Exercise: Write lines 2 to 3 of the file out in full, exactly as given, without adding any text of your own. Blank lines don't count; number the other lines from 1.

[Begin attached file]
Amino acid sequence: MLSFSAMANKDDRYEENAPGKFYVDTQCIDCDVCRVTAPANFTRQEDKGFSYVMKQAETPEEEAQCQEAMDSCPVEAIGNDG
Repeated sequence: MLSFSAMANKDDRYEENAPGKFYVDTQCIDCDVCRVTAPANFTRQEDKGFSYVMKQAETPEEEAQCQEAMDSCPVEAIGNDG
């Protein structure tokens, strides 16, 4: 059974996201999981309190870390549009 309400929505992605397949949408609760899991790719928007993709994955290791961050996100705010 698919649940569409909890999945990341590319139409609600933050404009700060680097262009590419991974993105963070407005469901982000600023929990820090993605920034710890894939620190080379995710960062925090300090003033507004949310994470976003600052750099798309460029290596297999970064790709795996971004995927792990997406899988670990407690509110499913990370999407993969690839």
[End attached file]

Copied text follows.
Repeated sequence: MLSFSAMANKDDRYEENAPGKFYVDTQCIDCDVCRVTAPANFTRQEDKGFSYVMKQAETPEEEAQCQEAMDSCPVEAIGNDG
């Protein structure tokens, strides 16, 4: 059974996201999981309190870390549009 309400929505992605397949949408609760899991790719928007993709994955290791961050996100705010 698919649940569409909890999945990341590319139409609600933050404009700060680097262009590419991974993105963070407005469901982000600023929990820090993605920034710890894939620190080379995710960062925090300090003033507004949310994470976003600052750099798309460029290596297999970064790709795996971004995927792990997406899988670990407690509110499913990370999407993969690839």